The Court made clear that if you have the means you are entitled to splurge your money, including borrowed money on what you will. A paternalistic attitude is only required from the lender where the borrower is unsophisticated:
Having regard to its exceptional character and location, there was always a risk that the cost of its building would exceed its market value. To lend money on unremarkable commercial terms for the completion of a partially constructed dwelling, even if its style and location give it the character of a folly rather than an investment, is not unjust where the borrowers have a demonstrated capacity to pay and there is, as here, no reason to believe that they are not capable of acting in their own interests.
Were it otherwise, the provision of funds for depreciating or whimsical assets, such as luxury cars or boats, or overcapitalised real estate, would be put in jeopardy. Financial institutions, such as the ANZ, are neither required, nor expected, to be paternalistic to customers such as Mr and Mrs Fink. As long as borrowers are reasonably able to make financial decisions in their own interests they are entitled to take risks.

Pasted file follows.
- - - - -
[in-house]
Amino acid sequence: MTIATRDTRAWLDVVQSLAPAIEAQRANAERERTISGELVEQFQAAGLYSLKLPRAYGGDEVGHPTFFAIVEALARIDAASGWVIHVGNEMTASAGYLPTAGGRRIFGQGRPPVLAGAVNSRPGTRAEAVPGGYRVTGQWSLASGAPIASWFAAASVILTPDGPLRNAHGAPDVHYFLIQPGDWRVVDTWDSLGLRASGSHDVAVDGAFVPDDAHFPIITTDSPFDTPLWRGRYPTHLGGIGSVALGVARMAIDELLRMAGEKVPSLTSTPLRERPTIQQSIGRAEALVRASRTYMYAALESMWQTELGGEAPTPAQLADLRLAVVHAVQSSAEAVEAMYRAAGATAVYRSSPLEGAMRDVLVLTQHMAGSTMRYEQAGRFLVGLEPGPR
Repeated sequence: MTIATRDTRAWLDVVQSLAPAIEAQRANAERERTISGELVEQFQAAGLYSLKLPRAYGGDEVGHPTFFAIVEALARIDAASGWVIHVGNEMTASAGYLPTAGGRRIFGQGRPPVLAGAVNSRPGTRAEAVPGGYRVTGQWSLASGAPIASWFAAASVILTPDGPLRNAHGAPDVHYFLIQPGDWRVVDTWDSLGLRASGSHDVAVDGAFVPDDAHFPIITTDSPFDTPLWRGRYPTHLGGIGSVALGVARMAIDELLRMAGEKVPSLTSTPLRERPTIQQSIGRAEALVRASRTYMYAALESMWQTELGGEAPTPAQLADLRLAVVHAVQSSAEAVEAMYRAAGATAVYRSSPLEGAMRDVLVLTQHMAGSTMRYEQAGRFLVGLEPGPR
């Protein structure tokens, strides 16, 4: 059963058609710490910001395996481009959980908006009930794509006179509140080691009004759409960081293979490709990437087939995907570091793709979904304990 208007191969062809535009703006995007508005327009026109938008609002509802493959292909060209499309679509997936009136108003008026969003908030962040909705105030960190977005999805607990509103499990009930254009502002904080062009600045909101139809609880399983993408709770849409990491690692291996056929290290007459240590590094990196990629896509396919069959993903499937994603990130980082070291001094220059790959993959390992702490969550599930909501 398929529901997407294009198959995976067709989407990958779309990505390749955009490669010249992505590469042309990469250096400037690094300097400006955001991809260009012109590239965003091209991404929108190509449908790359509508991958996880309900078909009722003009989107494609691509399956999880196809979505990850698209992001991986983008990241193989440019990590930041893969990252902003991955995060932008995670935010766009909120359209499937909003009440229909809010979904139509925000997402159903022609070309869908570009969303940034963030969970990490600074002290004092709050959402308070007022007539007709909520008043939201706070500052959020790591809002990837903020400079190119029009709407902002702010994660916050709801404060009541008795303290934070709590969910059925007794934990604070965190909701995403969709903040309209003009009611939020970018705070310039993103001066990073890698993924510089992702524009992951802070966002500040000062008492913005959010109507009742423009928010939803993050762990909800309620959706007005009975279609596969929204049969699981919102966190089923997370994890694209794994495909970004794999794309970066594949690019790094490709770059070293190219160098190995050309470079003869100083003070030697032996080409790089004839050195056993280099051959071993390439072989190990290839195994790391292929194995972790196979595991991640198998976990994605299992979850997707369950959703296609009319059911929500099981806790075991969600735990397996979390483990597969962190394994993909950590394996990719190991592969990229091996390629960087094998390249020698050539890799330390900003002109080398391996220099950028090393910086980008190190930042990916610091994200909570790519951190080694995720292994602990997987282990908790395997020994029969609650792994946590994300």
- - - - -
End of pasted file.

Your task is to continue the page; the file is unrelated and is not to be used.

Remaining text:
The Bank’s lack of vision
The borrower’s complained that ANZ Bank did not see the project through to the finish. The judge found no such obligation:
First, the ANZ was entitled to act commercially as a financial institution in its own interests. It was not obliged to share the “vision” of its customers and continue to provide them with financial support, irrespective of the terms of the agreements between them. Secondly, the ANZ was entitled to have its own policies as to how loans would be advanced.
Superior bargaining position by virtue of default
The Court was of the opinion that if a borrower is in default and the bank requires further security to extend that does not amount to unconscionability even though the bank is clearly in a superior bargaining position: